King of Thieves (Demons of Elysium #2) by Jane Kindred.
Review source: copy provided by Literati Author Services in exchange for an honest review. See more reviews here.
Rating (out of 5): 4.5
~ Book Synopsis ~
There are worse things to lose than one’s good name.
Belphagor can seduce demons with a look and bring angels to their knees with a single motion, but when it comes to being in love, the Prince of Tricks is out of his element.
At every turn, Vasily rebels against the discipline he claims to want, even refusing to use his safe word. But when Belphagor uses a scheme to shut down an underage brothel to test Vasily’s limits, he loses Vasily’s trust along with the boys he intended to set free.
Uncovering a smuggling ring that spans two worlds, Belphagor calls on a team of Nephilim mercenaries to rescue the “Lost Boys” from earthly gangsters. But his relationship seems beyond repair—and a heartbroken Vasily beyond his reach in the arms of a sensual demon named Silk.
Belphagor has more than enough grand schemes up his sleeve to bring down the smuggling ring for good. But when it comes to putting things right with Vasily, his bag of tricks is empty. Except for trust…and a plan to teach his boy a lesson neither will soon forget.
Warning: Contains two strong-willed lovers who will test the theory that without air, there can be no fire. Expect plenty of smoke, more than a few mirrors, and an old-fashioned Russian duel. You may need a shot of vodka when you’re done reading this one!
I was lucky enough to receive not only King of Thieves, but seeing as this was the 2nd book in the Demons of Elysium series, they also sent me Prince of Tricks to read before this one, because though the books can be read separately, the relationships in the books make more sense if they are read chronologically, and for me the relationships is what makes the books so interesting.
I admit that I was a bit wary when I read the warning at the beginning of Prince of Tricks. Now I have read pretty graphic m/m action before, but there was a few more mmm’s than I was used to and expecting.
“Warning: Contains erotic sex: m/m, m/m/m, m/m/m/m…oh hell. Let’s just say
“mmmmmm!” and be done with it.”
Now, don’t worry if you have a faint heart, it’s not as bad (or good, depending on your point of view) as it might appear. I have read more graphic books than this (and what doesn’t that say about me?), and though there was indeed several graphic scenes in both books, it’s not overwhelming. In fact, that was one of my favorite elements when it came to this book.
There is a lot of sex, rough sex, but it’s not overwhelming the storyline. There is a motive behind the graphic scenes, and the sex is not just sex. The characters develop beautifully throughout the books, and the graphic scenes are an important part of this development, which clearly separates Jane Kindred’s books from most erotic fiction.
Discovering Belphagor and Vasily’s relationship from this side of things has been both fun and heartbreaking. I had already read most of The Fallen Queen before I started Prince of Tricks, and for those of you who don’t know, the Demons of Elysium series is a prequel series to The House of Arkhangel’sk. Whether having read The Fallen Queen was an advantage or not, I can not tell you, but it certainly made things more interesting. I know there will be a something that causes Belphagor and Vasily to take a break or break up (I won’t tell you which, you will have to read it yourself to find out), and seeing them in the Demons of Elysium series makes it even more heartbreaking to think of how they stand in relationship to each other at the beginning of The Fallen Queen.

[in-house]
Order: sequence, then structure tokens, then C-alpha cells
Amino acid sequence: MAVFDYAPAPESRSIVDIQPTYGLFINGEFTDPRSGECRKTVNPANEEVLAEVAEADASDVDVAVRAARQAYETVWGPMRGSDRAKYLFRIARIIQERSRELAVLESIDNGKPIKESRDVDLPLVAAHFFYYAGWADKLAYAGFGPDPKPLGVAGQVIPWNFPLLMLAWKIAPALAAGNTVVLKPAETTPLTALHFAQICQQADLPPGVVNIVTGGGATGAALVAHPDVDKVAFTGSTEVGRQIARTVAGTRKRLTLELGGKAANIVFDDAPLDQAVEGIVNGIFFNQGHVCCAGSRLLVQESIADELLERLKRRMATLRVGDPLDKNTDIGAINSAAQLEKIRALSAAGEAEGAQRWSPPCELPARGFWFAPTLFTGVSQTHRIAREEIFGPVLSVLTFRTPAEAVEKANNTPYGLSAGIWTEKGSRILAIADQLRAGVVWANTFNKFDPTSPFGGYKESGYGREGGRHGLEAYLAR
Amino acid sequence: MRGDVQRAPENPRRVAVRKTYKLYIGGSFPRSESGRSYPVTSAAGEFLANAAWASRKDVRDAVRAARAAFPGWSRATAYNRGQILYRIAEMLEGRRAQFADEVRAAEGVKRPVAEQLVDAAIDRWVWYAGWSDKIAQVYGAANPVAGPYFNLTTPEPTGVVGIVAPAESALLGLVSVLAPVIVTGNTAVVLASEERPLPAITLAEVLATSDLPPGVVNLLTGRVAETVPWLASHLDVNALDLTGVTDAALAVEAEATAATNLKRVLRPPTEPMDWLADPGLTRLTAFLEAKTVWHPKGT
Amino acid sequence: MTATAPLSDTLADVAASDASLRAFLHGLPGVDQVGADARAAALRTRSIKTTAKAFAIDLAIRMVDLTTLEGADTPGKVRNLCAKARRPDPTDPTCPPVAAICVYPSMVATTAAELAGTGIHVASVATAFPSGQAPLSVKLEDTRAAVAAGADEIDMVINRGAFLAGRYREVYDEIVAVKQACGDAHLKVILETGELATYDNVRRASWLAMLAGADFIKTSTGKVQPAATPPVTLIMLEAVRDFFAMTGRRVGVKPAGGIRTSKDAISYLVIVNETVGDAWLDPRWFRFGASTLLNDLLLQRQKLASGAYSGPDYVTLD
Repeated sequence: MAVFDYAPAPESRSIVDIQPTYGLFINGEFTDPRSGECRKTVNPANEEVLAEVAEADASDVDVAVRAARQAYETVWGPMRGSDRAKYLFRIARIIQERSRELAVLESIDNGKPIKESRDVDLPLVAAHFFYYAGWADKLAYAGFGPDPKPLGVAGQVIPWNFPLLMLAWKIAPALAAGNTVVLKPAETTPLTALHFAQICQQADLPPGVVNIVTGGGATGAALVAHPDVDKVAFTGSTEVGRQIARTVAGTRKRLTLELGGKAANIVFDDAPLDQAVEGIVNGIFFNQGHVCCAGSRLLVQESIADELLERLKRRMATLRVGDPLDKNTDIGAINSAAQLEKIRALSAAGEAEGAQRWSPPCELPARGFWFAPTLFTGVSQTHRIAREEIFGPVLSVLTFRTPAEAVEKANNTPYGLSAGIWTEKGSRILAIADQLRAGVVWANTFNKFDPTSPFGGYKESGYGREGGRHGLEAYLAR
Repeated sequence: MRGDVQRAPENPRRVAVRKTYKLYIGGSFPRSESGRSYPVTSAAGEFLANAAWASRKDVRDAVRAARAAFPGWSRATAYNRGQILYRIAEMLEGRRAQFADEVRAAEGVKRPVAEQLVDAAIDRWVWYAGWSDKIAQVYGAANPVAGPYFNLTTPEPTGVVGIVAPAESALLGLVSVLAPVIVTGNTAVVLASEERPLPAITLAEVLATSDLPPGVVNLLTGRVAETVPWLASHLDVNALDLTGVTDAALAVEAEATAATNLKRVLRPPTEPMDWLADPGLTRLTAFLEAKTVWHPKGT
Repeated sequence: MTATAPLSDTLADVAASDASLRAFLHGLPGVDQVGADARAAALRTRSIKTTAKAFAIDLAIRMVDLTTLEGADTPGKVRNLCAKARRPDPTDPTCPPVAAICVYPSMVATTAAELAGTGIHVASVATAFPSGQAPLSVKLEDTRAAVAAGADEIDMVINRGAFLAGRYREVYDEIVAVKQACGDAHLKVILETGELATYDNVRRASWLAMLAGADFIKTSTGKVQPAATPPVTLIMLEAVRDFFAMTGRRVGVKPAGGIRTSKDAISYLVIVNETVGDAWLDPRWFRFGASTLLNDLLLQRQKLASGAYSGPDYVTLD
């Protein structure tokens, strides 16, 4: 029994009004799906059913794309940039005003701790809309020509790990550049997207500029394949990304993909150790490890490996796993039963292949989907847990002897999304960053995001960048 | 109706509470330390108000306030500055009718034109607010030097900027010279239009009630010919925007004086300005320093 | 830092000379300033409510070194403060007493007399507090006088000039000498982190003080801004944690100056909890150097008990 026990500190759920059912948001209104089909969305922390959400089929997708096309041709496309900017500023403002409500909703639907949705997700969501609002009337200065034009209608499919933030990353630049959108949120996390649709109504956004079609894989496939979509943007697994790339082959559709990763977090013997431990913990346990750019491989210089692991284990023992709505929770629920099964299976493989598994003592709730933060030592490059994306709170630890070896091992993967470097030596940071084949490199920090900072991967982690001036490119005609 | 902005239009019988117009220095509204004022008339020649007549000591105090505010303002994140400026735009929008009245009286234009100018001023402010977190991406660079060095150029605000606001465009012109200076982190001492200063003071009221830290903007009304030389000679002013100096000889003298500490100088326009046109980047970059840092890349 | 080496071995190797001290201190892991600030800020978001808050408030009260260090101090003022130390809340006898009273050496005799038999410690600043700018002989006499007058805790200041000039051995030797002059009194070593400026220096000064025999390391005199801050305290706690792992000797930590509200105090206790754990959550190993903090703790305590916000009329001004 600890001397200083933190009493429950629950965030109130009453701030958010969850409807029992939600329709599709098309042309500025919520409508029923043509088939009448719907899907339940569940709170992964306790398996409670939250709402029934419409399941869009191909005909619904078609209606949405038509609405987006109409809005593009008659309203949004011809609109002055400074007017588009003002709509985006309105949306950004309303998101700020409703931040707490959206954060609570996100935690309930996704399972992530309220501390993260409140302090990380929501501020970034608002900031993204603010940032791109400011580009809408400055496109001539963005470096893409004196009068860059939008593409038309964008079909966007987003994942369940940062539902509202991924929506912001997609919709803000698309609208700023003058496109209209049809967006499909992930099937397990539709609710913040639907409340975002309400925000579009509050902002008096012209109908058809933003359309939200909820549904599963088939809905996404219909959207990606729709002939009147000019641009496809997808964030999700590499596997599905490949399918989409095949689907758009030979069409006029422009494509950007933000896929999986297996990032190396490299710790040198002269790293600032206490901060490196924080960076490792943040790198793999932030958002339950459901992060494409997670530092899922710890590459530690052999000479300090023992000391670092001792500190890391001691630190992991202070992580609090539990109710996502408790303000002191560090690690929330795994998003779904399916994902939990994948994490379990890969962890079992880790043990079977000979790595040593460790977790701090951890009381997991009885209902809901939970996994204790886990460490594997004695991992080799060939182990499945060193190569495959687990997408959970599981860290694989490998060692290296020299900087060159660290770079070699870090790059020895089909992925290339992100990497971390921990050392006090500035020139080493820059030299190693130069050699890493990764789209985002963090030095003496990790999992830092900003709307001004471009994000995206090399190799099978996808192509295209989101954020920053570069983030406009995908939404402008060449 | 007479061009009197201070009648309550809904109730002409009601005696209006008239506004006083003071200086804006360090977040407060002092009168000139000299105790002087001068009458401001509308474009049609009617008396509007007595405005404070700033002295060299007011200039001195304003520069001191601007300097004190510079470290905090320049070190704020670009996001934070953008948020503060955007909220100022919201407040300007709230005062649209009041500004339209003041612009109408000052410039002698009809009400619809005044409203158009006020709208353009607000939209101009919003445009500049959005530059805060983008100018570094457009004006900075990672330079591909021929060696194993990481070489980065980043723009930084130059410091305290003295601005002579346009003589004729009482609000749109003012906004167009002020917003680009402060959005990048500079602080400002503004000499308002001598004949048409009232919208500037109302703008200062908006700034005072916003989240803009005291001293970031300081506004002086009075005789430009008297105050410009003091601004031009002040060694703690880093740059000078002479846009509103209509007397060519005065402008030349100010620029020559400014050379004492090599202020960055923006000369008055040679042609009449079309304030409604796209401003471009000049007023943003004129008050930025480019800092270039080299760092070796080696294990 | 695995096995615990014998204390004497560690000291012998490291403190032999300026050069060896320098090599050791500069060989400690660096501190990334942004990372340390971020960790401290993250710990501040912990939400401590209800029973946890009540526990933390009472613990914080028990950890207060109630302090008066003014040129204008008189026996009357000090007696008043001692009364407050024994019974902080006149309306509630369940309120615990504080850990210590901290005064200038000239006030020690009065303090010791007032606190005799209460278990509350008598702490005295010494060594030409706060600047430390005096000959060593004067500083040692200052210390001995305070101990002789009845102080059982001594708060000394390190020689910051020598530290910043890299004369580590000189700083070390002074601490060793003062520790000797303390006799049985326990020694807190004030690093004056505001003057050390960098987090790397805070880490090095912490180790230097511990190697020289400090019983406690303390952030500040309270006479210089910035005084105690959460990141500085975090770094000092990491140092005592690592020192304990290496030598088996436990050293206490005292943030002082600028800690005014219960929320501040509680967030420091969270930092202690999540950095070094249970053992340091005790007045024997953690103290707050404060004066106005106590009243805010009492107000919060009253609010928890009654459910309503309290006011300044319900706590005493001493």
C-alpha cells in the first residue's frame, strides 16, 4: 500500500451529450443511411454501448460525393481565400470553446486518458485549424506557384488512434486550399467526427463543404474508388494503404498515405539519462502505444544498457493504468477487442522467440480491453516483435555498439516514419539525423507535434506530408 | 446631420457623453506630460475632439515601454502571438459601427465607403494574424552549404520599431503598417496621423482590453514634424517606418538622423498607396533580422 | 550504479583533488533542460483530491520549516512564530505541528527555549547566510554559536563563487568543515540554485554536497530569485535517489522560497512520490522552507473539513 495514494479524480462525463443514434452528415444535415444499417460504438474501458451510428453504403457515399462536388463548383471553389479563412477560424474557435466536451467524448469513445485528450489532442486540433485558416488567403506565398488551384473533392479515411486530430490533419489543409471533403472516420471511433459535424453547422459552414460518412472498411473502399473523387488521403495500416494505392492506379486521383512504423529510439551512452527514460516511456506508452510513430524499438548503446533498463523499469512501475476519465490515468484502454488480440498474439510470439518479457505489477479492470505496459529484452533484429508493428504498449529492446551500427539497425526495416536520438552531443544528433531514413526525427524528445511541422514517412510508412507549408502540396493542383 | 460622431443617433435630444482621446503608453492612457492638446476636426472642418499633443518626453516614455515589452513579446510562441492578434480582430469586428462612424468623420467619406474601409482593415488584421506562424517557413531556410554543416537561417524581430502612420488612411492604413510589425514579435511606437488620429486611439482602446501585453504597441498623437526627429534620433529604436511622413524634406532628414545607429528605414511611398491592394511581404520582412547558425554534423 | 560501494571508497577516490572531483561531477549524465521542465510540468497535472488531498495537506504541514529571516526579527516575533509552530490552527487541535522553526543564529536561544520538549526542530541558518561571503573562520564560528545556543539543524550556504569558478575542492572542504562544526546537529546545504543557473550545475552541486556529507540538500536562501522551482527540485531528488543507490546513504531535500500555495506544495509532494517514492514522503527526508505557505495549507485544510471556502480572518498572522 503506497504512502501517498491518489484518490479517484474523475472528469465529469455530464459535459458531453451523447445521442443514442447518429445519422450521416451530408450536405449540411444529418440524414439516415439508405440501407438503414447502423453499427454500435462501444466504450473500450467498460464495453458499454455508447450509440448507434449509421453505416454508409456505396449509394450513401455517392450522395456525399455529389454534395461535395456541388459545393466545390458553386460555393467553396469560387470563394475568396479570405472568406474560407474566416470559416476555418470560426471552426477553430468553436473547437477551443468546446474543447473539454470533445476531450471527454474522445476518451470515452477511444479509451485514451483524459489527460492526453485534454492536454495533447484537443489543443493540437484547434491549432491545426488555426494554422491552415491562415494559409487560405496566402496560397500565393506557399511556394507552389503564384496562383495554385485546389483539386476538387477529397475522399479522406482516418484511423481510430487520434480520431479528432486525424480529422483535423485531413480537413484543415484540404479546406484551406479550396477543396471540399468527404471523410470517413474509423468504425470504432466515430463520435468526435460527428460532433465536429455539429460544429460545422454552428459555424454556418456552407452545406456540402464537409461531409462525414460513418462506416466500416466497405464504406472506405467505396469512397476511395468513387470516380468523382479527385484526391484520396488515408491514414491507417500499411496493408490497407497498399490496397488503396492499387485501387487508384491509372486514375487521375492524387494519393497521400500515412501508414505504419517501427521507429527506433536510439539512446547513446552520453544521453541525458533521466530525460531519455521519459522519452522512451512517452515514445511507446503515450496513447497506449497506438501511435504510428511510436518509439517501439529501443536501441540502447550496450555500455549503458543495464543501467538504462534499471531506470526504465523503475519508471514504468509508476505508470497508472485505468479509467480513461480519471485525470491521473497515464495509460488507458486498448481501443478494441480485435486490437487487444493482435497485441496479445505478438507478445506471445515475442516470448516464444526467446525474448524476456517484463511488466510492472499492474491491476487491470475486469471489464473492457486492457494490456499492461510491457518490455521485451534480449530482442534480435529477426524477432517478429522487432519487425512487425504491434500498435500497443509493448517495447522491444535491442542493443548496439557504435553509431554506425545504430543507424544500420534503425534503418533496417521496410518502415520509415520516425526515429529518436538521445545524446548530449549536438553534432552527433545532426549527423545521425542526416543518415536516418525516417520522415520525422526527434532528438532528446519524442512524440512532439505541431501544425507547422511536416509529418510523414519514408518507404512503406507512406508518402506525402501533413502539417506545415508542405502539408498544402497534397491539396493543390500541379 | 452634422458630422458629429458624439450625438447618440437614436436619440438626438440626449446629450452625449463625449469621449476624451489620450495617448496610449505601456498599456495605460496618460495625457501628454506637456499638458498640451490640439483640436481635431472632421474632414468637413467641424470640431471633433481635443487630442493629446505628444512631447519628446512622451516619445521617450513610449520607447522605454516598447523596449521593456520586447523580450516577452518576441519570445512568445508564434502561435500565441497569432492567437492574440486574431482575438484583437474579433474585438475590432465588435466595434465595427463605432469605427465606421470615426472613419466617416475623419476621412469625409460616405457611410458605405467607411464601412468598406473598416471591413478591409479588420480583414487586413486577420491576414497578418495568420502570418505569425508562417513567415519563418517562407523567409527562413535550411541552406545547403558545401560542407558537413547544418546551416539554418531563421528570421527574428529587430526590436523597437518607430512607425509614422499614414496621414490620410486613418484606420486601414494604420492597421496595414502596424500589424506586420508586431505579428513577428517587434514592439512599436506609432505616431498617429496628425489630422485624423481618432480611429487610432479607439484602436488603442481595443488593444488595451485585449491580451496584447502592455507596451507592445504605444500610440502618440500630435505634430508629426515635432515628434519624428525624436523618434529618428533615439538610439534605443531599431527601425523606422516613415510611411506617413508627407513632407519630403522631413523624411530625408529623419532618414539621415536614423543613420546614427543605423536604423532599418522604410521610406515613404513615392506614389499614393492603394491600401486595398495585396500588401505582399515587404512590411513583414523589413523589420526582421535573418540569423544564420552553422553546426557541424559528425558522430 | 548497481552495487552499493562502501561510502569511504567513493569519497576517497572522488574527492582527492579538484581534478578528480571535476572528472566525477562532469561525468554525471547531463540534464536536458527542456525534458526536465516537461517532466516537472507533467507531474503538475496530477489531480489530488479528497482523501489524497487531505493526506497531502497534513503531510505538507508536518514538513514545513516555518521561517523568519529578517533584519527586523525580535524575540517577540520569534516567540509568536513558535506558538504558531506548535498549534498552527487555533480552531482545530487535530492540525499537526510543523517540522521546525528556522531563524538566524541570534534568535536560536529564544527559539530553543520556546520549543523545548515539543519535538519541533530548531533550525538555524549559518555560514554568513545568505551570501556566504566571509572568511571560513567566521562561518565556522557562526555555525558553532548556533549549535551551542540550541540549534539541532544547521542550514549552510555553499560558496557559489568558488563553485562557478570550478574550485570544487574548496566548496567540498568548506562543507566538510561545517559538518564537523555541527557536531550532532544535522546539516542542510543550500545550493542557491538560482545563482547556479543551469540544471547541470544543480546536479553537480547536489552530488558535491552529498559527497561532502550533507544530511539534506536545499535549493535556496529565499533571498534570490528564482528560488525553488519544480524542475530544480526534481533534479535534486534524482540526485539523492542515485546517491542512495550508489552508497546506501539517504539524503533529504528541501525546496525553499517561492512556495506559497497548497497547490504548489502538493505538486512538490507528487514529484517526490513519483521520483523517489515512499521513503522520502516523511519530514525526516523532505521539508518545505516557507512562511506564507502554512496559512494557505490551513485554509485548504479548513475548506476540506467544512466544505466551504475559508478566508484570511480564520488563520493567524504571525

Knowing what, years from now, will happen to several of the characters we meet in the Demons of Elysium series made me notice things that I otherwise might have overlooked, and I do believe I connected more strongly with the characters because of it. Whether you want to read them in the order they were written, or the order they occurred is up to you, but I think both orders would make for an interesting read. Maybe I’ll do both.
My only complaint about the book is not really a complaint at all. I was incredibly frustrated at times, and wanted to grab both our boys and knock their heads together. Honestly! You know how men really can’t read between the lines when it comes to relationships? Well, imagine two men, confusing and hurting each other when really half of the conflicts could have been avoided if they just took the time to be honest and explain their motives, rather than being too proud and too damn male to do so.
“Belphagor reached for him suddenly and pulled Vasily into his arms. “I’m sorry. I didn’t mean to put you in danger again.”
“You’re confusing me,” Vasily whispered.
“That’s all right,” said Belphagor. “You’re confusing me too.”
-King of Thieves
All in all, I gave the book 4.5 out of 5 stars, because even though the book frustrated me at times, I wouldn’t want to change it, and I found no flaws in it. It’s well written, has tons of humor, and made my heart beat faster. Not to mention how furiously I was blushing when I was reading it at the airport, and a bunch of Russians walked by. Talking Russian. I swear, I will never be able to hear that language again without blushing. “Da Ser” will have a very special meaning to you after reading this book.
PS: If you are not following Jane Kindred on Twitter (@JaneKindred) and Facebook, (Jane Kindred) then you really should. I love that woman. She is so sweet and funny, and her updates constantly makes me laugh. She is such a wonderful person, and she became one of my favorite authors before I even read a single one of her books.
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